Following the Cypriot parliament’s total rejection of the controversial bank bailout deal reached by EU finance ministers over the weekend, the ECB released a statement saying that it would provide liquidity to Cyprus “within the existing rules.”
Emergency Liquidity Assistance is the ECB’s last recourse for euro zone banks that find themselves unable to raise funding in the open market through bond issuance.
However, as several pointed out following the statement, Cypriot banks probably don’t even qualify for ELA, which means the ECB may have really been saying something more along the lines of “don’t count on it.”
Deutsche Bank economist Mark Wall explains in a note to clients.
“The provision of ELA funding is normally conditional on the receiving banks remaining intrinsically solvent,” says Wall. “With the prospect of a bank run starting immediately after the expiry of the bank holiday, this condition hardly holds.”
In fact, Wall writes that the ECB is probably even incentivized NOT to step in and provide assistance for the Cypriot banking system:
Still, on balance, the limited direct impact – plus a state of “non-emergency” in Cyprus itself due to the bank holiday and the availability of cash via ATMs – probably incentivizes the ECB to stand firm and effectively turn the tap off. Indeed, we think that yielding to Cyprus’ pressure would create a dangerous precedent for the central bank in the eyes of the Governing Council.
We do not think that the European governments could take the political risk of backtracking now on the deposit levy. This “strategy of tension” is obviously bad news for the Euro area in general, but a tough response by the central bank is probably – unfortunately – what it will take for the negotiations to resume.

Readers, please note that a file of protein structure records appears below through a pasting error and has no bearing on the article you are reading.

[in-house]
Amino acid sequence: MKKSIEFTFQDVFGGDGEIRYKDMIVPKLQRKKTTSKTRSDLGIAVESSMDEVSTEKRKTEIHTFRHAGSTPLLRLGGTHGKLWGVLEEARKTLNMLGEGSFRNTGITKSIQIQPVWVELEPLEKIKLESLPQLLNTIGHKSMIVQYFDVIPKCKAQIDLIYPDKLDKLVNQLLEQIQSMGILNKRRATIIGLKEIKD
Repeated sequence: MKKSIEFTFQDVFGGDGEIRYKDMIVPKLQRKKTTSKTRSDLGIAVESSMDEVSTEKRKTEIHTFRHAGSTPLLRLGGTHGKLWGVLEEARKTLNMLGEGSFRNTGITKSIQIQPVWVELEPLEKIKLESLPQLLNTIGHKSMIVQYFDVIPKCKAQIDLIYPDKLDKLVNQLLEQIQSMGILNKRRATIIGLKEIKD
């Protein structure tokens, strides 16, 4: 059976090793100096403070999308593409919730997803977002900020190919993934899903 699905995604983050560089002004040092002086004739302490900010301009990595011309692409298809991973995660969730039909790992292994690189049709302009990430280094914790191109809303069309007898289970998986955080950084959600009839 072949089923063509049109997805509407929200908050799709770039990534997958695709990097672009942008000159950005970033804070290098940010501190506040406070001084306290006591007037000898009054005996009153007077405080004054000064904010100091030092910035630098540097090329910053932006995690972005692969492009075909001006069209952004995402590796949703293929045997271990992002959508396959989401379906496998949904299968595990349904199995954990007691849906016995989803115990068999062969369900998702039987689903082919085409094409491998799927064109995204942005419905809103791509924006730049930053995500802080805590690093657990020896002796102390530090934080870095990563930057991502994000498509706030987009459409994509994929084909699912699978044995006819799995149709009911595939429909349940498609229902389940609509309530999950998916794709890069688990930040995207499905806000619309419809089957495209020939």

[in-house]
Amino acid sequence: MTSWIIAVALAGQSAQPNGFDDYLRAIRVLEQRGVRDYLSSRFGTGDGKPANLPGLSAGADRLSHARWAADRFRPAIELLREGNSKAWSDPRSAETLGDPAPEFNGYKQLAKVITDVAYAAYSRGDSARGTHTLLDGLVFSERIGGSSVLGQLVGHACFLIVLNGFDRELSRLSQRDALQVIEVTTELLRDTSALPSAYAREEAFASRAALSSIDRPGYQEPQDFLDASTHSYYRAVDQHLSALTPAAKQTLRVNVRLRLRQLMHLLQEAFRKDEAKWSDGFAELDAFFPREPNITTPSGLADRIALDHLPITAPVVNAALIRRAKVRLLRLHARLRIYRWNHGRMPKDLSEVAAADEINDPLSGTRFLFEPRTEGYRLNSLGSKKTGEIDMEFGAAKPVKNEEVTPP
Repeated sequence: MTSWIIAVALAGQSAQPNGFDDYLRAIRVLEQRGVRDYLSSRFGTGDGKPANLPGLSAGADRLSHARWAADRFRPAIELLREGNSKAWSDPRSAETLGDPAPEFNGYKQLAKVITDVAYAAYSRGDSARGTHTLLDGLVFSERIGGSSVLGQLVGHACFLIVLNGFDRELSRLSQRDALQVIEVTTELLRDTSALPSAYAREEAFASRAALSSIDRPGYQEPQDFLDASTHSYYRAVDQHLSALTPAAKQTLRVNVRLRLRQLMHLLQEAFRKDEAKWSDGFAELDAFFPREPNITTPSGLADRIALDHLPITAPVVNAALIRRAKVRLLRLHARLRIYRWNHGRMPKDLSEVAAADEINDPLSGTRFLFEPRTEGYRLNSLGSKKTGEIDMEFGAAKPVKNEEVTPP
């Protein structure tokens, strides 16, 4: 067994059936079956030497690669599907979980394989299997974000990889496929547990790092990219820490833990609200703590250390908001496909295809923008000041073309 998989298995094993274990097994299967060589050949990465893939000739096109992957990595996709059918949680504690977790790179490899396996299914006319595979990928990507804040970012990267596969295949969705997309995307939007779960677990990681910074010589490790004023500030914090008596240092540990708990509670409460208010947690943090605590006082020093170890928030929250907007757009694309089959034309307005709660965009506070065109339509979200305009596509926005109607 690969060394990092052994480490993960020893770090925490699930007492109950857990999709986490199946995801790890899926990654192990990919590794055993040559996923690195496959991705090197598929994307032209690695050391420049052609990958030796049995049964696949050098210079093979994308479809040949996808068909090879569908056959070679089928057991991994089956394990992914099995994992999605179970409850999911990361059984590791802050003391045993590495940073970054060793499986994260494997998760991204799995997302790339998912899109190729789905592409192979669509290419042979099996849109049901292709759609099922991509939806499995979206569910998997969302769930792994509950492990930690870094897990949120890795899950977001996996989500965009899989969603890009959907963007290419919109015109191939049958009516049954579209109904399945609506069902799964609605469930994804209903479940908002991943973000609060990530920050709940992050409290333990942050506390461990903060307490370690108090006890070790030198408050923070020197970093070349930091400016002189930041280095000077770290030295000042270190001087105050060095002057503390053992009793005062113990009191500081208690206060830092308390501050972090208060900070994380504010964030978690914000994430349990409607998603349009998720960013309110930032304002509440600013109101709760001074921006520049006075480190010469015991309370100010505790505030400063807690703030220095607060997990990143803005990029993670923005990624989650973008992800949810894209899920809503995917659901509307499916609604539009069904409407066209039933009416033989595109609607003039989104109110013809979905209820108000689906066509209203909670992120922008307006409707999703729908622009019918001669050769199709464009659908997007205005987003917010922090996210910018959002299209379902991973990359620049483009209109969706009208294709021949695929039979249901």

Indeed, the perspective of seeing Cyprus shut from the European liquidity system is unlikely to do much good to the country’s standing as an appealing off-shore financial centre, beyond the very uncomfortable impact that such a move would have on the Cypriot economy (all these events taking place just a few weeks before the opening of the tourism season).
Wall thinks that the complete rejection (zero votes in favour) of the bailout deal in Cypriot parliament yesterday, despite a new provision exempting those with bank accounts containing under 20,000 euros from a levy on deposits, indicates that “the ‘reprofiling’ of the levy, which was obviously open to negotiations with the troika, was not the main issue.”
“More likely,” Wall writes, “it is the very principle of a bank levy – and the adverse consequences it would have on the country’s standing as an off-shore centre – which is being overwhelmingly rejected by Cyprus’ political circles.”
However, given the incentives of the ECB and EU politicians, Cyprus may not have much of an option. Wall thinks the only rational thing for Cyprus to do is accept a deal with the EU that includes a deposit levy, “even if some sweeteners have to be found (e.g. on the austerity measures).
“As each day goes by, however,” says Wall, “the cost of the stalemate for Cyprus increases.”
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